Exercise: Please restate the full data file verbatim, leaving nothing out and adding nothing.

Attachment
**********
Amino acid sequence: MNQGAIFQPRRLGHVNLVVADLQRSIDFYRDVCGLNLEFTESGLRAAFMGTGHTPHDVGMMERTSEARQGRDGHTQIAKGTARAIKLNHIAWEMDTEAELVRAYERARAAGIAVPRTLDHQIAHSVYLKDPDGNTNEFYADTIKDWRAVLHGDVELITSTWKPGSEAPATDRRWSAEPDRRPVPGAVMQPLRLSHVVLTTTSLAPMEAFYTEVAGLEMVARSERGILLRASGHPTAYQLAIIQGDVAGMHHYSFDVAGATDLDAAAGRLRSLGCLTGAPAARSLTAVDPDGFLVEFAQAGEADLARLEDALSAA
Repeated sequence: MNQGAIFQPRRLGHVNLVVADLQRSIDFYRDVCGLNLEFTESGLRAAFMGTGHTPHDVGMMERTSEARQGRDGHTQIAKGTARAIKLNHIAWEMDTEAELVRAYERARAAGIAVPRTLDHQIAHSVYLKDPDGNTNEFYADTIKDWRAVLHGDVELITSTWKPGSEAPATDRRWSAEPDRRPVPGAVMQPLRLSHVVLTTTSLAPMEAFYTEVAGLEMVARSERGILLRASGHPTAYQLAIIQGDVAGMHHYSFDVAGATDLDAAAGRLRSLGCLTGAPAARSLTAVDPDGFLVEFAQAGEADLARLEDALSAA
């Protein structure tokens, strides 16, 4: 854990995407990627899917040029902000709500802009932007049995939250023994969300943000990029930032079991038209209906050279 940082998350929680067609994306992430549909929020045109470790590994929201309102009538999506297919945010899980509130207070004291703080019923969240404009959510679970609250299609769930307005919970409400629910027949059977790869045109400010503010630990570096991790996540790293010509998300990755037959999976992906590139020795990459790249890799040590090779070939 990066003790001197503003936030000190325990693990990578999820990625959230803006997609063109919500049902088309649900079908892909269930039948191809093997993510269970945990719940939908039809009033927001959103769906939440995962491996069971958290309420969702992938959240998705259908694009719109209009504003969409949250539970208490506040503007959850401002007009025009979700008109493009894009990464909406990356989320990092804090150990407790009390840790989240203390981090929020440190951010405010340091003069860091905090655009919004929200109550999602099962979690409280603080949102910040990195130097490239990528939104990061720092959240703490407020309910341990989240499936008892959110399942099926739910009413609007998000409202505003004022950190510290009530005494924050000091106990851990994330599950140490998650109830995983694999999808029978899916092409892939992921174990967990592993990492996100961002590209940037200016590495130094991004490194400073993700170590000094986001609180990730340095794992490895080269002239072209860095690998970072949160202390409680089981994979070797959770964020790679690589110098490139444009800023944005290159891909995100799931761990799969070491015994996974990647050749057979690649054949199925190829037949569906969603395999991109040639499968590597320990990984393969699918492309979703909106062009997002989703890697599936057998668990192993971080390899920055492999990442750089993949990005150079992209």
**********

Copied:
Amino acid sequence: MNQGAIFQPRRLGHVNLVVADLQRSIDFYRDVCGLNLEFTESGLRAAFMGTGHTPHDVGMMERTSEARQGRDGHTQIAKGTARAIKLNHIAWEMDTEAELVRAYERARAAGIAVPRTLDHQIAHSVYLKDPDGNTNEFYADTIKDWRAVLHGDVELITSTWKPGSEAPATDRRWSAEPDRRPVPGAVMQPLRLSHVVLTTTSLAPMEAFYTEVAGLEMVARSERGILLRASGHPTAYQLAIIQGDVAGMHHYSFDVAGATDLDAAAGRLRSLGCLTGAPAARSLTAVDPDGFLVEFAQAGEADLARLEDALSAA
Repeated sequence: MNQGAIFQPRRLGHVNLVVADLQRSIDFYRDVCGLNLEFTESGLRAAFMGTGHTPHDVGMMERTSEARQGRDGHTQIAKGTARAIKLNHIAWEMDTEAELVRAYERARAAGIAVPRTLDHQIAHSVYLKDPDGNTNEFYADTIKDWRAVLHGDVELITSTWKPGSEAPATDRRWSAEPDRRPVPGAVMQPLRLSHVVLTTTSLAPMEAFYTEVAGLEMVARSERGILLRASGHPTAYQLAIIQGDVAGMHHYSFDVAGATDLDAAAGRLRSLGCLTGAPAARSLTAVDPDGFLVEFAQAGEADLARLEDALSAA
């Protein structure tokens, strides 16, 4: 854990995407990627899917040029902000709500802009932007049995939250023994969300943000990029930032079991038209209906050279 940082998350929680067609994306992430549909929020045109470790590994929201309102009538999506297919945010899980509130207070004291703080019923969240404009959510679970609250299609769930307005919970409400629910027949059977790869045109400010503010630990570096991790996540790293010509998300990755037959999976992906590139020795990459790249890799040590090779070939 990066003790001197503003936030000190325990693990990578999820990625959230803006997609063109919500049902088309649900079908892909269930039948191809093997993510269970945990719940939908039809009033927001959103769906939440995962491996069971958290309420969702992938959240998705259908694009719109209009504003969409949250539970208490506040503007959850401002007009025009979700008109493009894009990464909406990356989320990092804090150990407790009390840790989240203390981090929020440190951010405010340091003069860091905090655009919004929200109550999602099962979690409280603080949102910040990195130097490239990528939104990061720092959240703490407020309910341990989240499936008892959110399942099926739910009413609007998000409202505003004022950190510290009530005494924050000091106990851990994330599950140490998650109830995983694999999808029978899916092409892939992921174990967990592993990492996100961002590209940037200016590495130094991004490194400073993700170590000094986001609180990730340095794992490895080269002239072209860095690998970072949160202390409680089981994979070797959770964020790679690589110098490139444009800023944005290159891909995100799931761990799969070491015994996974990647050749057979690649054949199925190829037949569906969603395999991109040639499968590597320990990984393969699918492309979703909106062009997002989703890697599936057998668990192993971080390899920055492999990442750089993949990005150079992209």